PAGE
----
|Wednesday, December 19, 2001
|$1 million price may stop implementation
OxyContin database proposed by panel
|Opponents say the program would violate the relationship between physician and patient.
By LAURENCE HAMMACK
THE ROANOKE TIMES
RICHMOND - A state panel looking for ways to reduce pharmaceutical drug abuse called Tuesday for a prescription monitoring program that would make it harder for addicts to pose as patients.
But at the same time, members of Attorney General Randolph Beales' Prescription Drug Abuse Task Force said money may not be available for the program.
The computerized database, which would allow police to identify easily "doctor shoppers" who feign illness or injury to obtain OxyContin and other painkillers from multiple physicians, would cost at least $1 million to implement.
Getting the General Assembly to approve the program at a time when the state is facing a $1 billion budget shortfall could prove difficult.
"My perception is that the prescription drug abuse problem of last summer and last winter that caused this task force to be created ... does not command the attention that it did prior to Sept. 11," Deputy Attorney General Bradley Cavedo said.
However, legislators who serve on the task force plan to submit a bill at the upcoming session, with the realization that funding may not come until 2003.
The panel of law enforcement, health care and drug treatment officials made at least two other recommendations requiring legislative action - making distribution of some drugs less powerful than OxyContin a felony instead of a misdemeanor, and doubling the number of state police officers assigned to investigate illegal prescription drug use.
It also advocated better treatment, including drug courts, and suggested that sentencing guidelines for the distribution of OxyContin be increased.
Abuse of OxyContin, which some say is responsible for most of the 67 oxycodone-related deaths in Western Virginia since 1997, has dominated discussion among the task force since it was created in April.
Police say that doctors - either misled by conniving drug abusers or motivated by their own criminal intent - are the main supply for an OxyContin black market in which abusers crush the pills and snort or inject the powder. The drug produces an intense high, often followed by addiction that has caused a surge in crime in far Southwest Virginia.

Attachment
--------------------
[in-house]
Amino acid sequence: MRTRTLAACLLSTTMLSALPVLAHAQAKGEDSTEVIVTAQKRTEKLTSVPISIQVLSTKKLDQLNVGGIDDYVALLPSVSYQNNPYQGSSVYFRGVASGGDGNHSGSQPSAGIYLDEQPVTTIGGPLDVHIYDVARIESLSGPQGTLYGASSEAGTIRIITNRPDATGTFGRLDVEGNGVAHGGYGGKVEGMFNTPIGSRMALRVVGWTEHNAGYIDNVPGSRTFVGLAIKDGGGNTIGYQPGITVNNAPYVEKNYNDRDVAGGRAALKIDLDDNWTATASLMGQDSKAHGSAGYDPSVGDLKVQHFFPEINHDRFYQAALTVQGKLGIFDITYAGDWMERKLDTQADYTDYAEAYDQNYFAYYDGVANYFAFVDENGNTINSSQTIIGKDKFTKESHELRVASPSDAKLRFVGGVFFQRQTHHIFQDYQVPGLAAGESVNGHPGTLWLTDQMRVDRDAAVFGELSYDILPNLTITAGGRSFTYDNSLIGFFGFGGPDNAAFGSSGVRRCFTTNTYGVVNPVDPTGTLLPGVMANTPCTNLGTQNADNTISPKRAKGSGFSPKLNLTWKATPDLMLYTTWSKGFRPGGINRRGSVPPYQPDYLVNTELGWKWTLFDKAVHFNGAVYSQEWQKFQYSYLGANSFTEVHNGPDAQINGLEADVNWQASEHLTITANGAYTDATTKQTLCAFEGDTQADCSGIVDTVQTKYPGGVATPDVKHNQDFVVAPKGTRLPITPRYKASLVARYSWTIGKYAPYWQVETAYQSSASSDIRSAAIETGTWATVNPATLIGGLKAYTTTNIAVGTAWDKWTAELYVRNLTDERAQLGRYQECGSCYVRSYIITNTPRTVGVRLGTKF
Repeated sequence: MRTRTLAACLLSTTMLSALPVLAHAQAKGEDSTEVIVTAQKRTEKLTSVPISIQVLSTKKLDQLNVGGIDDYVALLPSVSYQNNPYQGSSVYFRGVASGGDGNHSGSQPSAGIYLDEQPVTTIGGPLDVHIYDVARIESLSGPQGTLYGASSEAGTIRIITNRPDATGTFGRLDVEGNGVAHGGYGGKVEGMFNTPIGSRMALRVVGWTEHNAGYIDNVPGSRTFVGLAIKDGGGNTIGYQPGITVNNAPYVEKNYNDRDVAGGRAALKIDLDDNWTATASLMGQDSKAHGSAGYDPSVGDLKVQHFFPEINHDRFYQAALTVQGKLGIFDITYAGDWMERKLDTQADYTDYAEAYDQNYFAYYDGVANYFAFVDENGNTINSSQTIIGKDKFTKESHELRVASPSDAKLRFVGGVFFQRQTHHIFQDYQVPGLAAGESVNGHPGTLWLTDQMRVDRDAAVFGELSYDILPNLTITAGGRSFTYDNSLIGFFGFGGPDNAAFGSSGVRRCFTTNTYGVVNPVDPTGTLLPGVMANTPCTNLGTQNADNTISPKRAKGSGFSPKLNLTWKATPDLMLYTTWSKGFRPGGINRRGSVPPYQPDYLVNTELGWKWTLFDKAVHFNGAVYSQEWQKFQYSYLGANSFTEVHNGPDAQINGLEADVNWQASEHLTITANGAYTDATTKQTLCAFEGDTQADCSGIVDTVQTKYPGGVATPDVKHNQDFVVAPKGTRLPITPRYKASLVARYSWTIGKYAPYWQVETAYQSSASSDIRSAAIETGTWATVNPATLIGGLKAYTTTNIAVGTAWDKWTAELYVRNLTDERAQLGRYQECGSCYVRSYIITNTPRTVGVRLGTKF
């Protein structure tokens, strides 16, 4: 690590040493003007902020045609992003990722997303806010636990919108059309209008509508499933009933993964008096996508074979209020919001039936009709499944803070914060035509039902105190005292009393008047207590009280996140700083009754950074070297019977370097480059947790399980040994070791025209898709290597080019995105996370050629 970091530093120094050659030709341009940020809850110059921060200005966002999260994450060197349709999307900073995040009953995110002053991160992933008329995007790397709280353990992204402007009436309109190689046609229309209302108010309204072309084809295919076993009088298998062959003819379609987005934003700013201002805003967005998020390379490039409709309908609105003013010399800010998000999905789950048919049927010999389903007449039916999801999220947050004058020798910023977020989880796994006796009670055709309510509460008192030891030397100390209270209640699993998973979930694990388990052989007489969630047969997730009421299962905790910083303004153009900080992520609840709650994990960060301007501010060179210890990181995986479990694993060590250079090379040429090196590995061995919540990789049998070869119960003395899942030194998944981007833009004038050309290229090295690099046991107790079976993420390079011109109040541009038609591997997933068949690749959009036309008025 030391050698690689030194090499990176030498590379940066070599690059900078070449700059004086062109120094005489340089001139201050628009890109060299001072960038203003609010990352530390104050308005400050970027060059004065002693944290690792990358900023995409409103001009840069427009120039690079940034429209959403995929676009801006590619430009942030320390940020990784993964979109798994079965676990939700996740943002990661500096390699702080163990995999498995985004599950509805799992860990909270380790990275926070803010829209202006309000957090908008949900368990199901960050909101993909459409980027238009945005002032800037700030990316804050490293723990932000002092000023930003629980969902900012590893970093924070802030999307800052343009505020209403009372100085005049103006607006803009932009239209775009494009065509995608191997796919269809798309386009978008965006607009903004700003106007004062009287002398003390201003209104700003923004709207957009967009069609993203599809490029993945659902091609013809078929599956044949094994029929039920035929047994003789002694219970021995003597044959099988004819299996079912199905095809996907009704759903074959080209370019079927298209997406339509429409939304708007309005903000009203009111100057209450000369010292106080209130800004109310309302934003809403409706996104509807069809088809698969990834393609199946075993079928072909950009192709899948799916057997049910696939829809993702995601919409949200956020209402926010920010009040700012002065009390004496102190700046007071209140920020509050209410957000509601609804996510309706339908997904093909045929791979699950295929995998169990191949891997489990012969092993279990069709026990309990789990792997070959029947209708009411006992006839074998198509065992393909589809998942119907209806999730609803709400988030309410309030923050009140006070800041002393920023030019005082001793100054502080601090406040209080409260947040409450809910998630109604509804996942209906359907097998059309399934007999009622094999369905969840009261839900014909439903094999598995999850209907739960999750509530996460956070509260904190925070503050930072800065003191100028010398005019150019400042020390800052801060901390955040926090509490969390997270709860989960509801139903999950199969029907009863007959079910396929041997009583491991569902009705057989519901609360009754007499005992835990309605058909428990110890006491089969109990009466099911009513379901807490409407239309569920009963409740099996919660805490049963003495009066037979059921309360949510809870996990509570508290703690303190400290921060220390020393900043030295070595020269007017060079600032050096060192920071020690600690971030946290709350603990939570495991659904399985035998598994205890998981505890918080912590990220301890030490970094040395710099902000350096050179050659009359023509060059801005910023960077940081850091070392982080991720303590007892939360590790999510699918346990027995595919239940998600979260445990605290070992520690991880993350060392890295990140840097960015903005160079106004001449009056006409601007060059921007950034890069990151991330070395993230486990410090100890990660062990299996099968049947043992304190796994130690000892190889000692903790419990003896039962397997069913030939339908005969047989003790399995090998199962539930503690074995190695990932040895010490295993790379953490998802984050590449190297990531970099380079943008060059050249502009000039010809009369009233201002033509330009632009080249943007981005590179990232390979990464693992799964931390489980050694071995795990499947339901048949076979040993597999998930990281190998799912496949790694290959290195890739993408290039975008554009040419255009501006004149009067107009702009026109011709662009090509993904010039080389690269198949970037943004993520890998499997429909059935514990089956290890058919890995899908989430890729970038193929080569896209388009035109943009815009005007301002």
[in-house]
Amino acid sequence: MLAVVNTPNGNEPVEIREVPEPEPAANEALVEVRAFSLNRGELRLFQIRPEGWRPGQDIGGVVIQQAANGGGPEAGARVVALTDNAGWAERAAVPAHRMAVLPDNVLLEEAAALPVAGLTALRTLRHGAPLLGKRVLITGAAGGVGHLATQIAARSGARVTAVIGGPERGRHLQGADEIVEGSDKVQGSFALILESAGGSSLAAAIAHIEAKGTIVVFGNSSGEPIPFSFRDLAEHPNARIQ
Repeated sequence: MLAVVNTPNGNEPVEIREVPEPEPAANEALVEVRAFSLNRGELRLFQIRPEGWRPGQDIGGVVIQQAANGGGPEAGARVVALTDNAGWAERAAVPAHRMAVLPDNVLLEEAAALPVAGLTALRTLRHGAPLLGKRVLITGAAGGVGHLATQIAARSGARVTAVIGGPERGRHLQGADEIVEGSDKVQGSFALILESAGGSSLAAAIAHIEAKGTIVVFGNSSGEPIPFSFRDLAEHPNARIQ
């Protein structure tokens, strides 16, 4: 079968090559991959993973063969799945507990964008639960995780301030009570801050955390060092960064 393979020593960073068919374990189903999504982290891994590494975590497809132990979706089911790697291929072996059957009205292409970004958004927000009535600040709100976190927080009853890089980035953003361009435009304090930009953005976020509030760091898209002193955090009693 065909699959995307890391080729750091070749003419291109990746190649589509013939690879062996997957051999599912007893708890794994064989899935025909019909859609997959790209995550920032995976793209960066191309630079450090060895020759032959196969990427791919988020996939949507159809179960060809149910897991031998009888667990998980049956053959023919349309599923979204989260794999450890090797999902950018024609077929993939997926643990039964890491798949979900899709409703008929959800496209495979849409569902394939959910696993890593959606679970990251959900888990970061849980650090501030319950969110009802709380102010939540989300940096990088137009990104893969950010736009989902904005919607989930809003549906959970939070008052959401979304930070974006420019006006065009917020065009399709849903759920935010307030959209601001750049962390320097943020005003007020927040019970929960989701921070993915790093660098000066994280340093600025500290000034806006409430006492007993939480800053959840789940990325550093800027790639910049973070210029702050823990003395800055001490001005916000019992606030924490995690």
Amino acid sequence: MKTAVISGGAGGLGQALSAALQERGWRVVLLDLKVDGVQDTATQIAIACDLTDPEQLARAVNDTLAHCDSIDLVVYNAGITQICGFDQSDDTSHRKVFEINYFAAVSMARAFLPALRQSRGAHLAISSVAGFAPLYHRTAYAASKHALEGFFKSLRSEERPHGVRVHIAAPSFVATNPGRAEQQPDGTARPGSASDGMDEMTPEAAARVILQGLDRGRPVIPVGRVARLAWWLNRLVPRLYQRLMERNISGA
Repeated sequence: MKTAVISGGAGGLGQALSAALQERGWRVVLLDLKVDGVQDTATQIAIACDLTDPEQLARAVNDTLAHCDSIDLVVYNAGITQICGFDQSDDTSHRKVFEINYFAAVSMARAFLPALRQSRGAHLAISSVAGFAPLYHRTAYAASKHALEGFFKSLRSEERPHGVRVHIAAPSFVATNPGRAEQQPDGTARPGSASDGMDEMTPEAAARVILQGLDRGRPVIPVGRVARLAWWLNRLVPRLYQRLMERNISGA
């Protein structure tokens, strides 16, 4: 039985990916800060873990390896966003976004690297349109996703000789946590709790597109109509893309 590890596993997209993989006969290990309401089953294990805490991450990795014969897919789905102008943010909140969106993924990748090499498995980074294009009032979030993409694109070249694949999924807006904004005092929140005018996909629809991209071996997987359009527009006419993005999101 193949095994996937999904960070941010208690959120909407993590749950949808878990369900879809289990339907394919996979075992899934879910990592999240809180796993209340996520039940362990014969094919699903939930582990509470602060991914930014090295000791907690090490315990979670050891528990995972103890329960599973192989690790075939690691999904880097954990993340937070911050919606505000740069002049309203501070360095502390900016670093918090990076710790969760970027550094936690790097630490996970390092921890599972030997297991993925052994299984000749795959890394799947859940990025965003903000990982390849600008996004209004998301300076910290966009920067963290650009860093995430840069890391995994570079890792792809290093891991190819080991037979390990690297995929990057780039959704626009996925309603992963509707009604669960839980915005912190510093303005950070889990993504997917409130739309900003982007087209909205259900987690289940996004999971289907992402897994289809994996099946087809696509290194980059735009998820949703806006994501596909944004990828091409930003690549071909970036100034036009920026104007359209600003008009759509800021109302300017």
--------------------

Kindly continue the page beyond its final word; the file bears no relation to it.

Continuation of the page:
A prescription monitoring program would allow police to find out if someone received drugs under suspicious circumstances.
Although details have yet to be worked out, pharmacists would be required by law to submit data electronically on certain types of prescriptions they fill to the state Department of Health Professions, which would maintain the database. Only police officers who are investigating a specific case would be allowed access.
Money is not the only obstacle; some say the program would violate the relationship between physician and patient.
"The main concern here is one of principle, said Kent Willis, head of the Virginia chapter of the American Civil Liberties Union. "A fundamental aspect of the right of privacy in this nation is the right of an individual and his or her physician to have confidential conversations about the patient's health."
Seventeen states currently have prescription monitoring programs, although not all of them are active.
Aware that the proposal may face opposition, task force members point out that information from the database will be tightly restricted. "My view is the best way to approach the legislature is to show them this is a tool of law enforcement," Cavedo said. "I think there is a concern that this is a tool of Big Brother, and I'm concerned about that concern."
Because "doctor shopping" alone is not a crime in Virginia, police would use the program as an investigative tool - not as the sole basis for criminal charges.
"It would help us identify people who have large quantities of the drug, because people who have large quantities often are dealing it," said Lee County Commonwealth's Attorney Tammy McElyea, who serves on the task force.